The proper functioning of HOAs in Ukraine and effective management of common property are prerequisites for the formation and successful implementation of state housing policy and implementation of energy efficiency measures.  HOAs become an effective instrument to manage the common property in the multi-apartment building and achieve the reduction of energy consumption and improve quality of life at large. According to the State Statistics Service on the beginning of 2020 in Ukraine, the Unified State Register of Legal Entities, Individual Entrepreneurs and Public Associations in Ukraine counted over 34,000 Home Owners Associations, almost 33,000 of them active, while the remaining part either haven’t finished their registration or suspended their activity. An analysis held by the Ministry for Communities and Territories Development showed that the most important for HOAs are the first years after the registration; the majority of the HOAs suspended their activities during the first four years[2].  The biggest number of HOAs was established after the adoption of Law#417, currently, approximately 140 HOAs are created per month. If the number of HOAs does not increase, it will take about 87,5 years to establish them in all multi-apartment buildings in Ukraine.

Furthermore, a new law that implements a European Union directive on the efficiency of buildings in July 2017,  and the set-up of a Ukrainian Energy Efficiency Fund (EEF), which was officially registered on 24 July 2018. The objective of the Fund is to improves Ukraine’s energy efficiency by reducing the level of energy consumption and ??2 emissions in the residential sector, thus achieving a decrease in the adverse impact on the environment. The Energy Efficiency Fund provides support to Home Owners Associations for the implementation of the thermo-modernization projects and energy-efficiency renovations in multi-apartment buildings while factoring in the best European thermal modernization practices. Financing of energy efficiency projects is made through partial refunds (grants) to Ukrainian Home Owners’ Associations  for energy efficiency project's costs. Since the launch of its programme for the residential sector “ENERGODIM” in September 2019 the Energy Efficiency Fund received 625 applications for grants from HOAs, with estimated total budget of projects exceeding UAH 4,9  billion and total amount of requested funding from EEF approaching UAH 3,6  billion. More than 321[3] applications are already approved for funding.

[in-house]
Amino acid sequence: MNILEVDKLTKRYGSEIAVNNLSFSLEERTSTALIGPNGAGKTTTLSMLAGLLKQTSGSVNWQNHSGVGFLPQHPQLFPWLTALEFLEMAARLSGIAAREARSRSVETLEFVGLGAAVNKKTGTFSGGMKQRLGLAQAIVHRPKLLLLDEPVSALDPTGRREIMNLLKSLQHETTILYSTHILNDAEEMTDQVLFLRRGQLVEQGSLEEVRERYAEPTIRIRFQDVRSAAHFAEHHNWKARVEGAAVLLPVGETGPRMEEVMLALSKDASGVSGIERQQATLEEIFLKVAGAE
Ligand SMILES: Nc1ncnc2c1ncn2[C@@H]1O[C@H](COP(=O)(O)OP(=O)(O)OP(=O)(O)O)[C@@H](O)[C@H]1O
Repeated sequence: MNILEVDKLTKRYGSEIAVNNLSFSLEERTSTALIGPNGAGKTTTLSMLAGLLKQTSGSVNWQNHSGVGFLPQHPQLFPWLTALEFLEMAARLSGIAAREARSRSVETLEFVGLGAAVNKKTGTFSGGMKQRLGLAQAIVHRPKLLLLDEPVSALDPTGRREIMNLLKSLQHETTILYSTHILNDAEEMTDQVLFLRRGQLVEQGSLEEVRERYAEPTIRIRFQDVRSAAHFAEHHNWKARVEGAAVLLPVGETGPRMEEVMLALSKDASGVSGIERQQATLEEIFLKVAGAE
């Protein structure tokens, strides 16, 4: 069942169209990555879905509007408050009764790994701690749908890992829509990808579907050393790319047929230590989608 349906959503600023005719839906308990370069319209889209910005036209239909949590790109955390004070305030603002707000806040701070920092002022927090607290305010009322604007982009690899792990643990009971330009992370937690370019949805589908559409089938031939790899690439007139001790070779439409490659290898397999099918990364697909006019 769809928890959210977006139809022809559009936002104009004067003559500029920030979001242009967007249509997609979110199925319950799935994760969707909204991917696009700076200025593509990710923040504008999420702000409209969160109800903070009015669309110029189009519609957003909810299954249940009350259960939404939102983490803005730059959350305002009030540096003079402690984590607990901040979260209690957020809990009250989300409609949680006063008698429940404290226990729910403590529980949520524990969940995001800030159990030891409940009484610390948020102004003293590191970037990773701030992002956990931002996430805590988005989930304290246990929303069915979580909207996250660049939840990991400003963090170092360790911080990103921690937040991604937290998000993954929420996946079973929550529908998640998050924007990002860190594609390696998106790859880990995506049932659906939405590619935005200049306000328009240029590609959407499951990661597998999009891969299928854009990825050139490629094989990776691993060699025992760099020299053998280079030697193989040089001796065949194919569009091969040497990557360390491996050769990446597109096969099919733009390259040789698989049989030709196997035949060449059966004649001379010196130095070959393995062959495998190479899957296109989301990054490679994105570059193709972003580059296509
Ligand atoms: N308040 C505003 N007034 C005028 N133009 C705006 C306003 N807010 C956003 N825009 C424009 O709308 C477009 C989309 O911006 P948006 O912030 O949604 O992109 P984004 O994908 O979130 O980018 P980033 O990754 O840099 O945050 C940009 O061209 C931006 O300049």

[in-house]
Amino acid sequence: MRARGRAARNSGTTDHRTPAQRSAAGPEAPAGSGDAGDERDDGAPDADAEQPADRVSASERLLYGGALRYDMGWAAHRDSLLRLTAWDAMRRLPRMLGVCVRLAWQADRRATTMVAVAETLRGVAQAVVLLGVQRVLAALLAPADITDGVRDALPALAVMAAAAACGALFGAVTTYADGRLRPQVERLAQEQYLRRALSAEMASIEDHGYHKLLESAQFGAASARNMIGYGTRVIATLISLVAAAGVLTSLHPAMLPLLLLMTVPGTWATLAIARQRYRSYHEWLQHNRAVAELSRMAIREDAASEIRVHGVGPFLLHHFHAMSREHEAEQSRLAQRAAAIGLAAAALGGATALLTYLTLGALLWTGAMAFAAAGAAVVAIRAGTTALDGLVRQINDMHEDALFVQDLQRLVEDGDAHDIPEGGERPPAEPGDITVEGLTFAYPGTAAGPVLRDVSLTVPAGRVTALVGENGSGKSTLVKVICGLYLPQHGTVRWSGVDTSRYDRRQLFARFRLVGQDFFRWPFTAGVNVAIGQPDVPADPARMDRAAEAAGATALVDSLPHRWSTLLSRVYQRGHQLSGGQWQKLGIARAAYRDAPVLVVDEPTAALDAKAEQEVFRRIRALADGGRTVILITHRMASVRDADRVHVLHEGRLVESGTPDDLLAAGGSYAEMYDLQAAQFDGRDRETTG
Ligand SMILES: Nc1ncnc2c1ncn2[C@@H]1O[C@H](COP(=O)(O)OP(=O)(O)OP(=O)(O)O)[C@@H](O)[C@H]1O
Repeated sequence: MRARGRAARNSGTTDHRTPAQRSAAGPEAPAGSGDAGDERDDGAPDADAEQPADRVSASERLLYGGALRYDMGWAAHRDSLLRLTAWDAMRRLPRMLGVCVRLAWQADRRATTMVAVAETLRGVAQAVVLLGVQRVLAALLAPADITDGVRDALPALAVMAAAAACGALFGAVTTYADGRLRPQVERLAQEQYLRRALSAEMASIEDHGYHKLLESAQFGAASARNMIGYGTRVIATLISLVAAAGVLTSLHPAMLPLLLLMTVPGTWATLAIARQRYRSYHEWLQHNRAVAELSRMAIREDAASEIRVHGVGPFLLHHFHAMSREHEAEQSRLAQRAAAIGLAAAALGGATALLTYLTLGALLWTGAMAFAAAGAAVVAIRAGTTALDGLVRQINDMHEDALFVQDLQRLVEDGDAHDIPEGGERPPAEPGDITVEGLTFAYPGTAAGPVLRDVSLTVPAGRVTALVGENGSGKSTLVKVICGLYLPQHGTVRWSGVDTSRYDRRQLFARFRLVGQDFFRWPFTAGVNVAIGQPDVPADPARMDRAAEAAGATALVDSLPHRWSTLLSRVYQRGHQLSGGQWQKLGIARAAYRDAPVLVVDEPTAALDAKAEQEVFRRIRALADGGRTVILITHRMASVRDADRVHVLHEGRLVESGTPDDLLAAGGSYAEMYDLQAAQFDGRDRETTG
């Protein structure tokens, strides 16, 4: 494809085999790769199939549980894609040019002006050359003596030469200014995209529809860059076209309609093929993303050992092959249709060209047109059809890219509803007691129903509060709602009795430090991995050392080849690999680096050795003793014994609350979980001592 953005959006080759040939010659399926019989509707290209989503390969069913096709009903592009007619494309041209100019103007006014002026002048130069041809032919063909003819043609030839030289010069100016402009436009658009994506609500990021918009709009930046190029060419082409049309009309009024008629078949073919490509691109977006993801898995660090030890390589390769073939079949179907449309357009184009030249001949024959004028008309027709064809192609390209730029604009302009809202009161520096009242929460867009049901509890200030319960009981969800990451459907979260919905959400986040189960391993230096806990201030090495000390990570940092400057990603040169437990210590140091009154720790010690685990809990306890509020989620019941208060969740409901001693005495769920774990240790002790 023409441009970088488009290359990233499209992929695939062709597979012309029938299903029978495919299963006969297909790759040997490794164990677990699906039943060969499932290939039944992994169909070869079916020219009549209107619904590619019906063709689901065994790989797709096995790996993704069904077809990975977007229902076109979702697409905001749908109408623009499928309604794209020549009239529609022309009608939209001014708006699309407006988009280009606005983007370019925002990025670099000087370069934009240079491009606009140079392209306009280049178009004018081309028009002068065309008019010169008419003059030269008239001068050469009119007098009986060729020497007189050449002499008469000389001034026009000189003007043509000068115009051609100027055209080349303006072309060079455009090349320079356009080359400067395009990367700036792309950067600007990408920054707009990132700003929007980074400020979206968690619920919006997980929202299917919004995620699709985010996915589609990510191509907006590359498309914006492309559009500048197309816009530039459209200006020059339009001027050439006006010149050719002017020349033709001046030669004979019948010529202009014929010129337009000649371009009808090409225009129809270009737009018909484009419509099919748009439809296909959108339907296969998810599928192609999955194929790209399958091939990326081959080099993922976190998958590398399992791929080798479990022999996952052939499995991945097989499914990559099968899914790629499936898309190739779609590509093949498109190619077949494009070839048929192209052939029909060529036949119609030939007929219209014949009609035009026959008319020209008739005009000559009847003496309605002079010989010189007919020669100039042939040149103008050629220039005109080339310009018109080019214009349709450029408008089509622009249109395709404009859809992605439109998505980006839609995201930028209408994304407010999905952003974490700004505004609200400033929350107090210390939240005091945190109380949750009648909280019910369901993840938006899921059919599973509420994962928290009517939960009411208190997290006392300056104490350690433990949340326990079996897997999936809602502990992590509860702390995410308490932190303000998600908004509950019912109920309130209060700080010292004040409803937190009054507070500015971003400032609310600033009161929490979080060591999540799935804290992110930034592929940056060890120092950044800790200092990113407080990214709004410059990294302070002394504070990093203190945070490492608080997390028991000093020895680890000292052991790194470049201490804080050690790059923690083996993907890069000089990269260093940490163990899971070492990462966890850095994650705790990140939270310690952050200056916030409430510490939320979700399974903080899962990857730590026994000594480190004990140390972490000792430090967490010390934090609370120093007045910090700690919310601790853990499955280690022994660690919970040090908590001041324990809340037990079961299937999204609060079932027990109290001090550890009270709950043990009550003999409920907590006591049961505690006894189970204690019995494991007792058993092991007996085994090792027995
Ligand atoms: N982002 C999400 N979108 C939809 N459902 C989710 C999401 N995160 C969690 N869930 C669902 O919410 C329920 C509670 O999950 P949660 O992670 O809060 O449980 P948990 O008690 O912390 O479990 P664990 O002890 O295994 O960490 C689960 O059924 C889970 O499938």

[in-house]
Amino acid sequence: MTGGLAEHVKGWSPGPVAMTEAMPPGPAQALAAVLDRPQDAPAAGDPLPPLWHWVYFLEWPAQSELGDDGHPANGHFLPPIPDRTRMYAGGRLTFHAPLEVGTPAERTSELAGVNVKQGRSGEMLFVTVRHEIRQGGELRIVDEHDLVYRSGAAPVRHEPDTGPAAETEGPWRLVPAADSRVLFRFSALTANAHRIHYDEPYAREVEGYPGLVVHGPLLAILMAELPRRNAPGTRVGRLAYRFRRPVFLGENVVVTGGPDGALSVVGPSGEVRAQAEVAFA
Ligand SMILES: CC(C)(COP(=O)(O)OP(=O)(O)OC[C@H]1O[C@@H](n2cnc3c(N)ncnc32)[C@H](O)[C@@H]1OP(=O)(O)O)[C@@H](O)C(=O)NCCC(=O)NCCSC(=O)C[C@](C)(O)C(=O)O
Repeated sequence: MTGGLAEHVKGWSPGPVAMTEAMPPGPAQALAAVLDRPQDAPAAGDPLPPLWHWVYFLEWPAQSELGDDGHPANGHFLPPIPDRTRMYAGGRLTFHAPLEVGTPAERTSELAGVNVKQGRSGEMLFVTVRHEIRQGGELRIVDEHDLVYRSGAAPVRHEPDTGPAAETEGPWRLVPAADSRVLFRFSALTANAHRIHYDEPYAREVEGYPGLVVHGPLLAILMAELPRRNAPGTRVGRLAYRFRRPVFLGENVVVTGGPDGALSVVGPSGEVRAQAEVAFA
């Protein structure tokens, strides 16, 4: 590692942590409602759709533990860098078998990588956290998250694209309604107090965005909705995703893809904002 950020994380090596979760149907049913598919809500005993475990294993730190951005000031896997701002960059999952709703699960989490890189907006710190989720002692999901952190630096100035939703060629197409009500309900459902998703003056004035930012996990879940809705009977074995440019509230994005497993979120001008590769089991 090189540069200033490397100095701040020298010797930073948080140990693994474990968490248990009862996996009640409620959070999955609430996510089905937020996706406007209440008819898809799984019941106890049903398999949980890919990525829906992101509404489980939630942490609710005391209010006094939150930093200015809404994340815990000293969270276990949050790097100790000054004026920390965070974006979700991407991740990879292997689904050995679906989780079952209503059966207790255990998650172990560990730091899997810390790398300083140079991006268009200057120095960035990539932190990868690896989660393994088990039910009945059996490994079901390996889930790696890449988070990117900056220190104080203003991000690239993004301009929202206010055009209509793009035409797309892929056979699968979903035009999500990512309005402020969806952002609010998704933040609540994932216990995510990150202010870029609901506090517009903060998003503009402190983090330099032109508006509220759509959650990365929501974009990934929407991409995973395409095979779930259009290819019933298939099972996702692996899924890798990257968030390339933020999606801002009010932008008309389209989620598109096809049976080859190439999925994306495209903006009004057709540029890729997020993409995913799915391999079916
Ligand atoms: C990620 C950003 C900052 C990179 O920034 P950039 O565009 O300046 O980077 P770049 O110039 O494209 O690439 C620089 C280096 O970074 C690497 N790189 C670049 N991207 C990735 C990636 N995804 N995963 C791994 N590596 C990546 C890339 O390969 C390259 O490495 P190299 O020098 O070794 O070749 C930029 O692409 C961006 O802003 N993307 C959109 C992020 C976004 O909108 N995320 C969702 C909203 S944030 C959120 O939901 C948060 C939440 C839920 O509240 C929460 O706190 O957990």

In 2017 and 2018, the European Commission adopted its Energy Efficiency Support Programme for Ukraine (EE4U, phases I and II), aimed at contributing to increased energy efficiency in the Ukrainian residential sector and reduce greenhouse gas emissions. In this context, the EU, together with Germany, is supporting the activities of the Ukrainian Energy Efficiency Fund by providing grants to energy efficient renovations of multi-apartment buildings across Ukraine. Through this Programme, the EU contributes 80 million Euros to the Multi-Donor Trust Fund (established and managed by the International Finance Corporation – IFC – in the framework of the EE4U Programme) as well as over 20 million Euros package of technical assistance.

The United Nations Development Programme (UNDP) NDP was called upon by the European Union to contribute, through technical assistance, to the improvement of the Ukrainian housing stock energy efficiency. In the context of “Home Owners of Ukraine for Sustainable Energy Solutions  (HOUSES) – an action within the EE4U Programme” (HOUSES) project, UNDP is intervening during a period of 34 months to stimulate and support the creation of Home Owners Associations through a local presence, and to prepare them to seek and obtain financing for their home improvement projects. UNDP is preparing HOAs by building on its country-wide network of partnerships with regional and local governments, and its long-standing experience of bottom-up citizen mobilization for common action, including the creation of home-owners’ associations.